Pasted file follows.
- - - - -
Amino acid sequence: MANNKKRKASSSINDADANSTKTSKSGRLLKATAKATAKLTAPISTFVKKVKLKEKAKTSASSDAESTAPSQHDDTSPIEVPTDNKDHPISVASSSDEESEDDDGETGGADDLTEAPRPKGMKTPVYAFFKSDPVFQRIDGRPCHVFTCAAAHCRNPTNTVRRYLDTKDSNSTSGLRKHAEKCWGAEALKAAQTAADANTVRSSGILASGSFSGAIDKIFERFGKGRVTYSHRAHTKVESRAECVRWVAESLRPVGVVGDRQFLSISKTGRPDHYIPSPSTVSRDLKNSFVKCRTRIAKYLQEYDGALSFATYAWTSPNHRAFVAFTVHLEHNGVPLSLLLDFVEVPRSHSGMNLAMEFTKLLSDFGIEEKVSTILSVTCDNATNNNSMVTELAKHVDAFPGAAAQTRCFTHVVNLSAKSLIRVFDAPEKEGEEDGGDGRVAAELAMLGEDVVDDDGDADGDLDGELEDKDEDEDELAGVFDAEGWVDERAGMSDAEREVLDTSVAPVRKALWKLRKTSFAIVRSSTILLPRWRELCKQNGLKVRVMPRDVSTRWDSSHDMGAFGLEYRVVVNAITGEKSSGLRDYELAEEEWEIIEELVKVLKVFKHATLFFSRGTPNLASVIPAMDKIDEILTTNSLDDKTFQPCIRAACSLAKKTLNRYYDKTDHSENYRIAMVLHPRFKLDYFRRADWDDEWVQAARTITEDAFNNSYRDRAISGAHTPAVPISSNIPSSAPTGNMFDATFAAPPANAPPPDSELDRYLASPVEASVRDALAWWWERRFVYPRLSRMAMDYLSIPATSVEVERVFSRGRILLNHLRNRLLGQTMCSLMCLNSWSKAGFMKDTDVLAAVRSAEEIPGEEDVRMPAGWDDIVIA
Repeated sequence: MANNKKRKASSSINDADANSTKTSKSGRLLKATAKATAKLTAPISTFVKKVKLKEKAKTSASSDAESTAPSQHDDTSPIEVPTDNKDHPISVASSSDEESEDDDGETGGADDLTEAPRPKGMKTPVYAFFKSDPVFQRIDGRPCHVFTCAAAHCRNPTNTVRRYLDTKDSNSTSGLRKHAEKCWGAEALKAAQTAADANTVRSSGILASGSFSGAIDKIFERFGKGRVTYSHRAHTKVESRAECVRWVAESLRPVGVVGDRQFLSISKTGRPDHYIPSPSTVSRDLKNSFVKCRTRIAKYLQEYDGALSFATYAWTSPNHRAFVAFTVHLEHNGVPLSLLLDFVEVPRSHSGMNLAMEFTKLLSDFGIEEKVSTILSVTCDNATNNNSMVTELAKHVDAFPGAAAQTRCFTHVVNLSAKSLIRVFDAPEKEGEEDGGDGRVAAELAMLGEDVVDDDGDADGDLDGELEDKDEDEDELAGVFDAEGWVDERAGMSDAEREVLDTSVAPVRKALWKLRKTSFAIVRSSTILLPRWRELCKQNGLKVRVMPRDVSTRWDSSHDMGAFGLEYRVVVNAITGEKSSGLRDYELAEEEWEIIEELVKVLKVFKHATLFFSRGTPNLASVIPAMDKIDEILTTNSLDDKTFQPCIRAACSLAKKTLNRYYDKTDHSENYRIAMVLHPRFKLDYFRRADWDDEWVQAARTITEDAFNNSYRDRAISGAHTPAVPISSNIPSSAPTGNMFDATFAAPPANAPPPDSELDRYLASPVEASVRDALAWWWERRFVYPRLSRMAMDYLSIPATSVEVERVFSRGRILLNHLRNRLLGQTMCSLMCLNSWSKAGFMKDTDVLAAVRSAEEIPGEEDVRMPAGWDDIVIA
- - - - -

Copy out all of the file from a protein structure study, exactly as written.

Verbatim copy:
Amino acid sequence: MANNKKRKASSSINDADANSTKTSKSGRLLKATAKATAKLTAPISTFVKKVKLKEKAKTSASSDAESTAPSQHDDTSPIEVPTDNKDHPISVASSSDEESEDDDGETGGADDLTEAPRPKGMKTPVYAFFKSDPVFQRIDGRPCHVFTCAAAHCRNPTNTVRRYLDTKDSNSTSGLRKHAEKCWGAEALKAAQTAADANTVRSSGILASGSFSGAIDKIFERFGKGRVTYSHRAHTKVESRAECVRWVAESLRPVGVVGDRQFLSISKTGRPDHYIPSPSTVSRDLKNSFVKCRTRIAKYLQEYDGALSFATYAWTSPNHRAFVAFTVHLEHNGVPLSLLLDFVEVPRSHSGMNLAMEFTKLLSDFGIEEKVSTILSVTCDNATNNNSMVTELAKHVDAFPGAAAQTRCFTHVVNLSAKSLIRVFDAPEKEGEEDGGDGRVAAELAMLGEDVVDDDGDADGDLDGELEDKDEDEDELAGVFDAEGWVDERAGMSDAEREVLDTSVAPVRKALWKLRKTSFAIVRSSTILLPRWRELCKQNGLKVRVMPRDVSTRWDSSHDMGAFGLEYRVVVNAITGEKSSGLRDYELAEEEWEIIEELVKVLKVFKHATLFFSRGTPNLASVIPAMDKIDEILTTNSLDDKTFQPCIRAACSLAKKTLNRYYDKTDHSENYRIAMVLHPRFKLDYFRRADWDDEWVQAARTITEDAFNNSYRDRAISGAHTPAVPISSNIPSSAPTGNMFDATFAAPPANAPPPDSELDRYLASPVEASVRDALAWWWERRFVYPRLSRMAMDYLSIPATSVEVERVFSRGRILLNHLRNRLLGQTMCSLMCLNSWSKAGFMKDTDVLAAVRSAEEIPGEEDVRMPAGWDDIVIA
Repeated sequence: MANNKKRKASSSINDADANSTKTSKSGRLLKATAKATAKLTAPISTFVKKVKLKEKAKTSASSDAESTAPSQHDDTSPIEVPTDNKDHPISVASSSDEESEDDDGETGGADDLTEAPRPKGMKTPVYAFFKSDPVFQRIDGRPCHVFTCAAAHCRNPTNTVRRYLDTKDSNSTSGLRKHAEKCWGAEALKAAQTAADANTVRSSGILASGSFSGAIDKIFERFGKGRVTYSHRAHTKVESRAECVRWVAESLRPVGVVGDRQFLSISKTGRPDHYIPSPSTVSRDLKNSFVKCRTRIAKYLQEYDGALSFATYAWTSPNHRAFVAFTVHLEHNGVPLSLLLDFVEVPRSHSGMNLAMEFTKLLSDFGIEEKVSTILSVTCDNATNNNSMVTELAKHVDAFPGAAAQTRCFTHVVNLSAKSLIRVFDAPEKEGEEDGGDGRVAAELAMLGEDVVDDDGDADGDLDGELEDKDEDEDELAGVFDAEGWVDERAGMSDAEREVLDTSVAPVRKALWKLRKTSFAIVRSSTILLPRWRELCKQNGLKVRVMPRDVSTRWDSSHDMGAFGLEYRVVVNAITGEKSSGLRDYELAEEEWEIIEELVKVLKVFKHATLFFSRGTPNLASVIPAMDKIDEILTTNSLDDKTFQPCIRAACSLAKKTLNRYYDKTDHSENYRIAMVLHPRFKLDYFRRADWDDEWVQAARTITEDAFNNSYRDRAISGAHTPAVPISSNIPSSAPTGNMFDATFAAPPANAPPPDSELDRYLASPVEASVRDALAWWWERRFVYPRLSRMAMDYLSIPATSVEVERVFSRGRILLNHLRNRLLGQTMCSLMCLNSWSKAGFMKDTDVLAAVRSAEEIPGEEDVRMPAGWDDIVIA